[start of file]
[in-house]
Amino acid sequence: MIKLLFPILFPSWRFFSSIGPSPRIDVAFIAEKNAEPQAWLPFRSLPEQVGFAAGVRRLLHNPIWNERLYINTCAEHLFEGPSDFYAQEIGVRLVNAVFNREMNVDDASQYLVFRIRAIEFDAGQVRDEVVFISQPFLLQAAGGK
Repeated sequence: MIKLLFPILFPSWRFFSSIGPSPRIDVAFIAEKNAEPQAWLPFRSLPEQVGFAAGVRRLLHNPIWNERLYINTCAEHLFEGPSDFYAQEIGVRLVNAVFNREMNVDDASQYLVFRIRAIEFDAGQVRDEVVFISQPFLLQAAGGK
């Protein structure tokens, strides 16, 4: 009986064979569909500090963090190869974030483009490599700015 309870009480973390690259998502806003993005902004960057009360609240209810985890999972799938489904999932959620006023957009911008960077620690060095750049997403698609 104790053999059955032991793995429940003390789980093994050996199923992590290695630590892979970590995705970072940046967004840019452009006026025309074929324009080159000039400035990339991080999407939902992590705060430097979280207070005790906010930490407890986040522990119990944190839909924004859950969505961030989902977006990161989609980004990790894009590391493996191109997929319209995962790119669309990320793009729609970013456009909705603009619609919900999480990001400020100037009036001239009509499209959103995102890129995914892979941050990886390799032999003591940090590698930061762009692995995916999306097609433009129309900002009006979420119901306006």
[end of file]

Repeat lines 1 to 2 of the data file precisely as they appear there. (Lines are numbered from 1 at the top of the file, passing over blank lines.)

[in-house]
Amino acid sequence: MIKLLFPILFPSWRFFSSIGPSPRIDVAFIAEKNAEPQAWLPFRSLPEQVGFAAGVRRLLHNPIWNERLYINTCAEHLFEGPSDFYAQEIGVRLVNAVFNREMNVDDASQYLVFRIRAIEFDAGQVRDEVVFISQPFLLQAAGGK